In 1976, my friend Donna and I fell in love with the same man. His name was Ross Poldark. He rode a horse, wore tight britches, had smoldering bedroom eyes, a scar on his cheek and, best of all, a troubled soul.
He would visit us each week when Alistair Cooke, the host of PBS’s Masterpiece Theaterprogram, invited us to watch another chapter of the BBC’s Poldark saga. For an hour, we left the twentieth century behind to become engrossed in this thrilling tale, falling in love with the cliffs of Cornwall, England and (sigh) Ross.
So my fangirl heart swelled when it was announced that the first season of the series was being released as a four-DVD set. This was welcome news, indeed.
These episodic tales,culled from Winston Graham’s Poldark novels, examine the life of Captain Ross Poldark. It is 1783 when we first meet him, galloping over the hills on his steed, returning to his native Cornwall from the American wars. His estate and mining business are in ruin, his father has died, and we see from the start it will take a great deal of fortitude to put things right.
The wealthy Warleggan family is a mighty thorn in the captain's side. Their intent is to buy Poldark’s mine but Ross will not hear of it, even though the money would help ease his financial strife. The war with George Warleggan is the underlying, pervasive battle throughout this sweeping, dynastic saga.
Poldark’s romantic life is in ruins too, as he in love with Elizabeth, who, thinking Ross died in battle, married Ross’ cousin Frances. Drowning his sorrows in drink and debauchery, Ross is emotionally wrecked and not at all careful in his liaisons. He brings into his employ Demelza, a feisty urchin girl he discovers stealing food at a country fair. Demelza cleans up nicely and Ross eventually beds and impregnates her.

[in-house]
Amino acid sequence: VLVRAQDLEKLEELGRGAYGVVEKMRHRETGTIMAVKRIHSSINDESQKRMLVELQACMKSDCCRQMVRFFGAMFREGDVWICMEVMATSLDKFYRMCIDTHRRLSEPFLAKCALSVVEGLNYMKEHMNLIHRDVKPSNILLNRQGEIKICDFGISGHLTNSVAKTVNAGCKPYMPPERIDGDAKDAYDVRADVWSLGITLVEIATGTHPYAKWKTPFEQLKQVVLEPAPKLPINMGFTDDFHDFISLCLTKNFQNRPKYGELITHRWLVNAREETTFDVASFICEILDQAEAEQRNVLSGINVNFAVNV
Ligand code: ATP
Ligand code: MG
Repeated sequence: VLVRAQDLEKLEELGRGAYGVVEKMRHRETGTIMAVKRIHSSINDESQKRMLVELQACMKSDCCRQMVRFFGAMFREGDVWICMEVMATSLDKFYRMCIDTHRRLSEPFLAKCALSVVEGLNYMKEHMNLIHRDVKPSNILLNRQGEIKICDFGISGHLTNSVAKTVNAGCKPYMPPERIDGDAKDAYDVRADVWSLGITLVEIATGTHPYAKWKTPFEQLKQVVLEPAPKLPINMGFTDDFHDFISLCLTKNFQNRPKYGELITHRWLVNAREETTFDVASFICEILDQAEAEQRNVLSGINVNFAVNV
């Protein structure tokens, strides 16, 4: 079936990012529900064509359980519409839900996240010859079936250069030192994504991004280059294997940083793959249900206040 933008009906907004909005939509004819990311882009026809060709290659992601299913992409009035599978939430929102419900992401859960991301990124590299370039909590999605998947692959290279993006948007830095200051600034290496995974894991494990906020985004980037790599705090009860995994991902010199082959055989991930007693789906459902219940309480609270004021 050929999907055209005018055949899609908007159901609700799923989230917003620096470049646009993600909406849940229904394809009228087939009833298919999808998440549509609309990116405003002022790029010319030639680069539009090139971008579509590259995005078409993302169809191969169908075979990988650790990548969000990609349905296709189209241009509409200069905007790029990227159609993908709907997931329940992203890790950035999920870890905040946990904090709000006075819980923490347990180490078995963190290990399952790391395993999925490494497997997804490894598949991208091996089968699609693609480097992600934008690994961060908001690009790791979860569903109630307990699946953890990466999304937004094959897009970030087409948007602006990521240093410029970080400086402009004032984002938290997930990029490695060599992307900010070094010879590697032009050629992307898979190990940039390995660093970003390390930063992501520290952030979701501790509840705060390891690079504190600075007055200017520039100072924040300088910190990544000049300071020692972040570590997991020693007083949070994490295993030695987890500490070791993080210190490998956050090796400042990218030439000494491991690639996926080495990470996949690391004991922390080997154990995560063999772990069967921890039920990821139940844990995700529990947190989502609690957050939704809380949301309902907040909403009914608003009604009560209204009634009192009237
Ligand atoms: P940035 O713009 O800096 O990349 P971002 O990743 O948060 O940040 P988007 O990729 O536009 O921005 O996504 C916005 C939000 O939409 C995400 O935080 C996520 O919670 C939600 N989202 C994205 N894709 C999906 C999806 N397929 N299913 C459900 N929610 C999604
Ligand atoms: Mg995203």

One thing we learn quickly about Ross is that he is an honorable man. He marries Demelza because it is the right thing to do (much to Elizabeth’s chagrin), takes good care of his employees, going so far as to offer housing to one of his needy miners, and holds on with fierce pride to the family traditions.
Other tales come into play. Poldark’s family and friends provide rich back stories that always jibe with the protagonist’s in some way. The saga is a rich mix of intrigue, romance, mystery and adventure.
The eye for detail is impeccable throughout this production. Great efforts have been taken to make the audience feel as if they have actually been transported to the 18th century. The look and feel of the interiors, the period costumes,the dances, music and furnishings all come together to cultivate the illusion.
Poldark is played to the hilt by veteran British actor Robin Ellis. Ellis captures the heart and soul of this character and I would venture to say, his is one of the most noteworthy performances of the entire Masterpiece Theater series; Poldark is not an easy role to play, by any means. Besides the challenges of portraying a proud, honorable, yet supremely flawed individual, there is a great deal of physicality involved in the role: from riding horses, to navigating the rocky hills of Cornwall, to tramping through waist deep waters of the mines.
Also notable is Anghared Rees as Delmeza who, like Shaw’s Eliza Doolittle, becomes a more refined (albeit no less feisty) woman under Ross’ care.
The only thing missing from this sublime package is a peek into how the magic was conceived. It would have been interesting to get some insight from the actors and producers into the trials of taking on such an ambitious project. What went in to capturing the essence of these characters and the era? Perhaps this will be rectified when the second series is released later this year.